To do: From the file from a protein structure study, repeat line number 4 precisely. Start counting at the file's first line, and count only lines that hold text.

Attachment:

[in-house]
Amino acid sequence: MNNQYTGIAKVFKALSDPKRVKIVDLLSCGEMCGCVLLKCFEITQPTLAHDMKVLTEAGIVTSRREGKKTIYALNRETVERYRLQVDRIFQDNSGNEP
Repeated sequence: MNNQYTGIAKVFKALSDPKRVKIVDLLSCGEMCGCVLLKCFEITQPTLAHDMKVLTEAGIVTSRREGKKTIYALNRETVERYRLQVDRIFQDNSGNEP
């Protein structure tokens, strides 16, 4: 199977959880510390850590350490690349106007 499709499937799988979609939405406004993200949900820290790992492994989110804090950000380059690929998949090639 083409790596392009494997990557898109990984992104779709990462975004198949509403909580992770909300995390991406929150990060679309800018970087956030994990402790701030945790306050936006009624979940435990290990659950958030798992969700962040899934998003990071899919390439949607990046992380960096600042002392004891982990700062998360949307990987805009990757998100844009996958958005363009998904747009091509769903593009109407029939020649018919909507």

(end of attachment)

């Protein structure tokens, strides 16, 4: 199977959880510390850590350490690349106007 499709499937799988979609939405406004993200949900820290790992492994989110804090950000380059690929998949090639 083409790596392009494997990557898109990984992104779709990462975004198949509403909580992770909300995390991406929150990060679309800018970087956030994990402790701030945790306050936006009624979940435990290990659950958030798992969700962040899934998003990071899919390439949607990046992380960096600042002392004891982990700062998360949307990987805009990757998100844009996958958005363009998904747009091509769903593009109407029939020649018919909507």